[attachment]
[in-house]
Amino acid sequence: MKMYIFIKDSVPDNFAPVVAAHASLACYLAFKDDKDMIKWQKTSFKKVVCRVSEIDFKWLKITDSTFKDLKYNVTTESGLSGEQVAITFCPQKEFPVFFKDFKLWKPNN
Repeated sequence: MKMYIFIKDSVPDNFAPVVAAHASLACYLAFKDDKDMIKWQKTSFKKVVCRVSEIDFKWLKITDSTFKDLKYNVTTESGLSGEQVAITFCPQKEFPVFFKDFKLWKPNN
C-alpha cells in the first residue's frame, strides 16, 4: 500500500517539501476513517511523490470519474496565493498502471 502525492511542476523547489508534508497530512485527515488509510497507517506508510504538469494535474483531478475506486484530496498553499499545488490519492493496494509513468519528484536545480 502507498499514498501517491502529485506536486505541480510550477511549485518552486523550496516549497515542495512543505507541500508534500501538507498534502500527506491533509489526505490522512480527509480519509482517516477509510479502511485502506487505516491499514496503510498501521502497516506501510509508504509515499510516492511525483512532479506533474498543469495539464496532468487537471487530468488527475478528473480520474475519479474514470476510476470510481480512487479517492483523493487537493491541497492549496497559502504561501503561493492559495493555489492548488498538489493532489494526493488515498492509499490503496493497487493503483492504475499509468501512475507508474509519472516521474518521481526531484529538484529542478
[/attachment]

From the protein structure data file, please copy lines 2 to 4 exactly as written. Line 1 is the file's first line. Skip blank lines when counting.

Amino acid sequence: MKMYIFIKDSVPDNFAPVVAAHASLACYLAFKDDKDMIKWQKTSFKKVVCRVSEIDFKWLKITDSTFKDLKYNVTTESGLSGEQVAITFCPQKEFPVFFKDFKLWKPNN
Repeated sequence: MKMYIFIKDSVPDNFAPVVAAHASLACYLAFKDDKDMIKWQKTSFKKVVCRVSEIDFKWLKITDSTFKDLKYNVTTESGLSGEQVAITFCPQKEFPVFFKDFKLWKPNN
C-alpha cells in the first residue's frame, strides 16, 4: 500500500517539501476513517511523490470519474496565493498502471 502525492511542476523547489508534508497530512485527515488509510497507517506508510504538469494535474483531478475506486484530496498553499499545488490519492493496494509513468519528484536545480 502507498499514498501517491502529485506536486505541480510550477511549485518552486523550496516549497515542495512543505507541500508534500501538507498534502500527506491533509489526505490522512480527509480519509482517516477509510479502511485502506487505516491499514496503510498501521502497516506501510509508504509515499510516492511525483512532479506533474498543469495539464496532468487537471487530468488527475478528473480520474475519479474514470476510476470510481480512487479517492483523493487537493491541497492549496497559502504561501503561493492559495493555489492548488498538489493532489494526493488515498492509499490503496493497487493503483492504475499509468501512475507508474509519472516521474518521481526531484529538484529542478